Fed up with fear

October 24, 2017

I remember the “old” me like it’s someone else. Someone else who took risks. Someone else who moved all the way across the country to try something new. Someone else who traveled overseas alone. Someone else who went scuba diving with sting rays despite her fear of open water (and yes, I was terrified of the open water! I was happy with the sting rays. Go figure.) Someone else who simply did things.

Grand Cayman Underwater 24

My hand, petting a sting ray’s nose. It was softer than I expected.

But no, it was me. Me before I felt this sick and tired and in pain all the time. Except not really. My nausea was much worse back then. The pain was just as bad (or worse), simply in fewer parts of my body. But the fatigue wasn’t the same. The food limitations weren’t so strict. The knowledge of how sick I was hadn’t reached me yet. I figured I was ok, just with pain and nausea, and so I did things.

And now I don’t.

I haven’t been on an airplane in almost 7 years. I miss travel, but I don’t do it. What’s the worst that could happen? I hate to think about it. But would it really be all that bad?

Why don’t I try new things that are fun and exciting? Sure, I do new things, but they’re boring things. I’m writing a book. I tried a new group through Meetup. I have started dog sitting. I might enjoy the things, but they don’t open me to exciting new experiences. They don’t expand my view of the world. They aren’t like scuba diving with sting rays.

For a long time I have been frustrated by feeling like I couldn’t do things. Now I question if maybe I could do those things, but my fear is what’s holding me back. I get different opinions from my doctors. No one tells me sure, it’s no problem if I want to fly to England to visit a friend there. But they also don’t tell me it’s a horrible idea and I shouldn’t consider it. I get a lot of, “you could probably do it if….”

And then I wonder if my fear is rational. I’m worried about having a lousy trip because I feel horrible the entire time. It seems like a waste to spend a lot of time, effort, and money on a trip that I won’t even enjoy. But I could risk that. It’s not what’s ultimately holding me back. No, what’s holding me back is a fear of setting back my health.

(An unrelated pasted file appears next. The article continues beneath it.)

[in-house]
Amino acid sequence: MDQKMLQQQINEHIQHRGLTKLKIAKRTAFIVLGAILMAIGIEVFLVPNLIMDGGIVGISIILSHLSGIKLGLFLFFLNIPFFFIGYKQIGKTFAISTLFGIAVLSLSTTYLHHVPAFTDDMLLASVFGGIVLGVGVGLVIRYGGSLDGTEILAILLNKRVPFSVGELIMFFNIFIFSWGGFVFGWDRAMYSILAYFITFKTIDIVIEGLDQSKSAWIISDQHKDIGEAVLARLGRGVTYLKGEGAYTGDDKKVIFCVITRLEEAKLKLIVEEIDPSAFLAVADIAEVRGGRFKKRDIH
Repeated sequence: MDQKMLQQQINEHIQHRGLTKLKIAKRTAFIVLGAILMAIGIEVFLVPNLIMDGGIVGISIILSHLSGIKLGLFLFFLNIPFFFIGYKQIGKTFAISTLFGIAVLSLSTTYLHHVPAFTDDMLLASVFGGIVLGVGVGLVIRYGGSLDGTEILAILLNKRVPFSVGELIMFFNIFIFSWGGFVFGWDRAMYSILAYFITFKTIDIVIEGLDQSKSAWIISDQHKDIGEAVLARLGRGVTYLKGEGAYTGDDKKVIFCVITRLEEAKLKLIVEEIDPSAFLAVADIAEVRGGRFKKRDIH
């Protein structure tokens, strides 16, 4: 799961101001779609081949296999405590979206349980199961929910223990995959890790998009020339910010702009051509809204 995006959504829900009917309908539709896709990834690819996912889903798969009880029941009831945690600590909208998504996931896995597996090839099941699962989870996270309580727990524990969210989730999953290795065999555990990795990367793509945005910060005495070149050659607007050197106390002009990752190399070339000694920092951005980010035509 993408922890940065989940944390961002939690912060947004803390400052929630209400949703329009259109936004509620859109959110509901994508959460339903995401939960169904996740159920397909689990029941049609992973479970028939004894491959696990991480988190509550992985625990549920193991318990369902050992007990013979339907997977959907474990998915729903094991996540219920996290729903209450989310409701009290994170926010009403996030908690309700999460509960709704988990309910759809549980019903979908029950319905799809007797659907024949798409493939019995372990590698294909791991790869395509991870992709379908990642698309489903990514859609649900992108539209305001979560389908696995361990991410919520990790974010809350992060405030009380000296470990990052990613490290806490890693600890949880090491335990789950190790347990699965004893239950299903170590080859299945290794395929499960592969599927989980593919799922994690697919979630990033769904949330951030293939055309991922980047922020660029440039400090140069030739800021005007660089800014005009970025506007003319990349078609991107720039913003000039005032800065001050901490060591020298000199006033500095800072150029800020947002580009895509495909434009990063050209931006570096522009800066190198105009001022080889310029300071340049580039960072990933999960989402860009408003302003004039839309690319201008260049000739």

If you have been following this blog, you know that 6 years ago, I was struggling, but getting by. I worked a full time job and sometimes went out after work. I liked a fairly “normal” life. Then things got so bad that I was on bed rest 3-5 days a week. Now I am doing much better than I was a few years ago, but no where near well enough to work a full time job. I can’t even manage a part time job. Still, things have been slowly improving. Doing something big and exciting could set me back. And a backslide could take years to recover from. I’m scared to risk that!

And let’s be clear, I’m not only talking about travel. I would love to go ziplining locally, but what if I injure myself, or my adrenals can’t handle the excitement? I want to go to a party and stay out late and have fun, but whenever I try I feel horrible for days afterwards, sometimes weeks, so now I’m scared to do it anymore. I want to try a new type of food that’s free of gluten, corn, and the other foods I can’t eat, but what if it makes me sick? I could go on and on.

Some of these are reasonable and I should avoid them. But others….. am I letting fear hold me back too much?

Fear has it’s place. It protects us from doing things that will hurt us. But right now, I wonder if it’s stopping me from experiencing great things that I will love. Things that will make me happy. Because what’s the point of life if I’m not experiencing it? Then again, what’s the point of life if I’m always making myself miserable?

I don’t have an answer to these questions, but at least I have gotten to the point of questioning my own fears and whether or not they are valid. I’m frustrated that I don’t have answers, but I am glad to be asking the questions.

Maybe one day I will be able to answer: are these fears reasonable?

If you have dealt with similar fears, how have you handled them? Do you take the risks, or avoid them?

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How a weekend away is a 2 week ordeal

October 2, 2017

I’m going away this weekend and I’m super excited!

I used to travel all the time. 2 months at home felt like FOREVER. I could pack an overnight back without even thinking about it. I got on a plane multiple times each year and did some weeks and weekends within driving distance. A weekend away in the Berkshires, less than a 3 hour drive away, would be no big deal.

But that was then.

And this is now.

Now I have to plan. I am being super careful about washing my hands and avoiding germs. I can’t get sick now!